Dubbed as the "queen of greens" kale has been popping up everywhere in the last twelve months. The leafy cabbage-like food has been praised for being high in Vitamin A,C, K, iron and calcium. It's filled with 10 percent of the recommended daily intake of omega 3 fatty acids, which is essential for brain health, heart health and has been noted for its ability to reduce the risk of Type 2 diabetes.
It's also popular due to its versatility, tasting great baked as chips, in salads or even blended into your favourite juice or smoothie.
Pronounced keen-wah this ancient grain-like substance has been become one of the biggest rice and pasta alternatives to date. And because it's not actually a grain (looks can be deceiving!), it's also a great substitute for gluten-free eaters.
It's full of protein, which we know is essential for muscle repair and growth, but that's not at all. This clever superfood also contains an impressive amount of essential nutrients like vitamin B6, thiamin, niacin, potassium, riboflavin, copper, zinc and magnesium. All of which work together to stave off cancers, migraines and promote healthy digestion.
This little red berry is one of the healthiest berries around. And while they were here well before any of us, they seem to have carved a bit of a reputation this year. Why is that? They contain many of the B vitamins needed for breaking down fats and converting carbs to energy, but they are also rich in antioxidants important for a healthy immune system and help banish free radicals that have been linked to cancer and ageing.
These little fruits taste great dried and sprinkled over salads and cereals and taste even better soaked in a bircher muesli overnight.
APPLE CIDER VINEGAR
This health tonic superfood has become more than just a kitchen staple. Just by drinking two tablespoons diluted in water each day it is said to be effective for weight loss, thrush, digestion issues, cramps, heartburn, energy and is great for balancing your body's pH levels towards a more alkaline state.
Despite the obvious correlation, hemp seeds and marijuana do not contain the same level of THC - they're so much more! Nutty in flavour, similar to that of pine nuts, these little seeds are very high in protein. Three tablespoons contains 11 grams of protein and contain 10 essential amino acids. A few spoonfuls of hemp seeds each day can support healthy hair, nails and skin, help with weight loss and metabolism and provide support for a healthy respiratory and cardiovascular system.
They taste great on their own as a snack or even better sprinkled over cereals or salads. Or for an extra protein boost, just pop some into your daily smoothie.
Maca powder is one of the newest foods for us to hear about, but there's no wondering why it's been classed as one of the best superfoods. Packed with nutritionally rich substances - vitamins B, C, E, calcium, zinc, iron, magnesium, phosphorous and amino acids - it can be a great supplement to your daily diet just by adding it to your smoothies.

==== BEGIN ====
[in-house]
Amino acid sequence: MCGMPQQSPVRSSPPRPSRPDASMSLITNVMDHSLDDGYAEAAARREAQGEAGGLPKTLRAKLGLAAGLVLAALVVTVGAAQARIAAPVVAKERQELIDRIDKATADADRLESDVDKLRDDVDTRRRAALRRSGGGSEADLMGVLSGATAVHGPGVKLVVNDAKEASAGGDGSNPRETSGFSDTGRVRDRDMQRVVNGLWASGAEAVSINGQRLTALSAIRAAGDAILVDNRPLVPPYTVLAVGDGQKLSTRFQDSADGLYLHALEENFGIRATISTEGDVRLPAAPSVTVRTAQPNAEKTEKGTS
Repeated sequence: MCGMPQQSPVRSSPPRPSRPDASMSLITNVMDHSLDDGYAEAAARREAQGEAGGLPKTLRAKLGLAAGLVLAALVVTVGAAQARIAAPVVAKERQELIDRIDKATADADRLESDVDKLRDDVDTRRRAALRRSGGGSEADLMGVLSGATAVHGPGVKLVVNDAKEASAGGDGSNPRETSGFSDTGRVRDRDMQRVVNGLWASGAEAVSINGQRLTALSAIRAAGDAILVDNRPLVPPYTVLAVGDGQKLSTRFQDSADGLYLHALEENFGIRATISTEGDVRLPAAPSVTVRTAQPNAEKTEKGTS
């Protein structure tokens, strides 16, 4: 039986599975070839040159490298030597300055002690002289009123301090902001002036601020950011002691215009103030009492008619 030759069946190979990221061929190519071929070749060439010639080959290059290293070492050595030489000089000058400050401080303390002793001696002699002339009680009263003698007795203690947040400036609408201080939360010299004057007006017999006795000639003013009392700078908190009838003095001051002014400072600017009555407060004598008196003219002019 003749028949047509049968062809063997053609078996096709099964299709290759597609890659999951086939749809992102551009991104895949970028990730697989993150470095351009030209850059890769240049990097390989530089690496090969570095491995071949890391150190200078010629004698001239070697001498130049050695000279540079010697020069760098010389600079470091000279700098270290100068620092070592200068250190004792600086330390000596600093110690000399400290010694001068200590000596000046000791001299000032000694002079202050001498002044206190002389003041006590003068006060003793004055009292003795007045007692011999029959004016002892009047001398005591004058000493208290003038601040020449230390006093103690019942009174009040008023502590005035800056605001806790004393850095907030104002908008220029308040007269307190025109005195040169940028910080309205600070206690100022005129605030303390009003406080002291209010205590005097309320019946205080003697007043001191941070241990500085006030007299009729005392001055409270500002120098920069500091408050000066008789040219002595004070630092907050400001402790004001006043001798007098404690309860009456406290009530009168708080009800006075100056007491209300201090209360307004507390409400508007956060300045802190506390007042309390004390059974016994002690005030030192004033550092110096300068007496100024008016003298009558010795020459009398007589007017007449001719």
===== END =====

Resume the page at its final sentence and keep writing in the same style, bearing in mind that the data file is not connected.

Above all else, maca provides you with energy. But it is also great for sexual function and is often used to improve mood and offer relief for women's problems like cramping.
Flaxseed, otherwise known as linseed, made it into the final cut this year. They might be small but are high in fibre, vitamins, low in carbohydrates and rich in omega-3 fatty acids - key nutrient in fighting inflammation in our bodies.
These little seeds are the perfect nutritional boost for any meal and can also be bought as oil or a ground meal. If you're unable to eat eggs, then flaxseed is a great substitute when cooking, as the soluble fibre adds structure and density to the food.
Has this drink made an appearance in your diet this year? Well it should! This fermented tea, also known as an "immortal health elixir", is being used to help turn back the clock. It contains things like glucosamine which is needed for joint health. It can promote a healthy digestion due to its natural bacterial and yeast properties, as well as boasting the power to detox the body. It does this through its rich enzymes and healthy bacterial acids, which in turn reduces the load off the liver.
The recommended amount to drink differs for each individual but starts at around 150 mls, three times a day. But if you're not a fan of its rather funky taste you can make the switch to the supplements and probiotics available.
Coconuts whether we're talking about its hydrating water, oil or tasty flesh, this tropical superfood is here to stay. We can drink it, eat it and even apply it to our skin and hair, so it's no wonder it has made such a lasting impression. It has top-to-toe benefits with its antimicrobial, antioxidant, anti-fungal and antibacterial properties. Its high content of good fats can assist in the health of your hair, skin, heart, cholesterol, weight, immune system, digestion, dental and bones.
Guzzle some coconut water when you need re-hydrating, sprinkle some flakes over your muesli or in baked goods or even cook your usual dishes with coconut oil. And due to its medium saturated fatty acids, coconut oil can be heated at higher temperatures than most other oils.
Chia seeds have also had a bit of a moment this year and it's because they're packed with omega-3 - eight more times than salmon - and include bowel-regulating dietary soluble and insoluble fibre, protein, vitamins, minerals and antioxidants. There's no difference in size, taste, smell or nutritional value between black or white chia seeds. And, if you're not a fan of seeds, you can get your daily intake through chia oil or chia bran, too.
A notable mention is the consistency when mixed with water. When you add one tbs of chia to one cup water, the chia seeds form a gel-like substance that you can add to smoothies, juices, herbal teas, yoghurts, soups, salad dressing or sauces.